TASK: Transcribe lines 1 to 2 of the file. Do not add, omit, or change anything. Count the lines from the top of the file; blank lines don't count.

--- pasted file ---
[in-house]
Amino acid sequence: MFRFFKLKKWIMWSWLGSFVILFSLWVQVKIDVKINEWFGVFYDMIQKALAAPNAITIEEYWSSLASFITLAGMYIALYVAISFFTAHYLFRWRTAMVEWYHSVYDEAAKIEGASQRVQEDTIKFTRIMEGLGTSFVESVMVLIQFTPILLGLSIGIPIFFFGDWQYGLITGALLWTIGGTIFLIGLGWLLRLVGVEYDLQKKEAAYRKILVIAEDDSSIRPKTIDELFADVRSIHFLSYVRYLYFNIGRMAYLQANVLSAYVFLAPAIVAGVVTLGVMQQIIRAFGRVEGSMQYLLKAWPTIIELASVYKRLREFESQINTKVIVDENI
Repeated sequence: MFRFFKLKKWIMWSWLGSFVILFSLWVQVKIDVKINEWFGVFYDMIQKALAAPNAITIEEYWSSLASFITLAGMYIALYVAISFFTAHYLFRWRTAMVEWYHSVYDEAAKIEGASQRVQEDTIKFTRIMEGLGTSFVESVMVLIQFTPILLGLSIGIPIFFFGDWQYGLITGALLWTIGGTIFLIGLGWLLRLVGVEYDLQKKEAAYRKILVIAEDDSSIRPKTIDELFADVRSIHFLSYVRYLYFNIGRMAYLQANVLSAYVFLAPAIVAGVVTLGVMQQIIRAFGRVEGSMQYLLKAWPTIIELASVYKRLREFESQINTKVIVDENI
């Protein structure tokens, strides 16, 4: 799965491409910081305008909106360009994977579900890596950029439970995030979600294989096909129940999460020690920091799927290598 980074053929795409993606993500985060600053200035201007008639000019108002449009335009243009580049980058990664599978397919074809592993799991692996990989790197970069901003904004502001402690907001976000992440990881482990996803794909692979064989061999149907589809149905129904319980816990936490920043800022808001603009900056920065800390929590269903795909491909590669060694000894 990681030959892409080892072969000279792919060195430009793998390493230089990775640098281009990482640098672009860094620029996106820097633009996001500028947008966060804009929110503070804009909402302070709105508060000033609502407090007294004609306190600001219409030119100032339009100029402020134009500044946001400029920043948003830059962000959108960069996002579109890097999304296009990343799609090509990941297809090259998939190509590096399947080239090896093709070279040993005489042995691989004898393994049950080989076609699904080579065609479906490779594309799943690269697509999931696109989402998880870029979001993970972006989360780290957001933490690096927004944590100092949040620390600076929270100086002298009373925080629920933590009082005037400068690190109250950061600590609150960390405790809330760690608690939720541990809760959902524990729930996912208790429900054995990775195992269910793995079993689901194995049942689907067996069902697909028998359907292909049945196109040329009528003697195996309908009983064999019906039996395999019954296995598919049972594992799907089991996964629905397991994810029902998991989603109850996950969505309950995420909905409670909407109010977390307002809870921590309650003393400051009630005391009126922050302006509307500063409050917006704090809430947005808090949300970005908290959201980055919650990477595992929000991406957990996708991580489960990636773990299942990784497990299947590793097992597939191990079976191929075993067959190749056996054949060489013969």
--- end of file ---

[in-house]
Amino acid sequence: MFRFFKLKKWIMWSWLGSFVILFSLWVQVKIDVKINEWFGVFYDMIQKALAAPNAITIEEYWSSLASFITLAGMYIALYVAISFFTAHYLFRWRTAMVEWYHSVYDEAAKIEGASQRVQEDTIKFTRIMEGLGTSFVESVMVLIQFTPILLGLSIGIPIFFFGDWQYGLITGALLWTIGGTIFLIGLGWLLRLVGVEYDLQKKEAAYRKILVIAEDDSSIRPKTIDELFADVRSIHFLSYVRYLYFNIGRMAYLQANVLSAYVFLAPAIVAGVVTLGVMQQIIRAFGRVEGSMQYLLKAWPTIIELASVYKRLREFESQINTKVIVDENI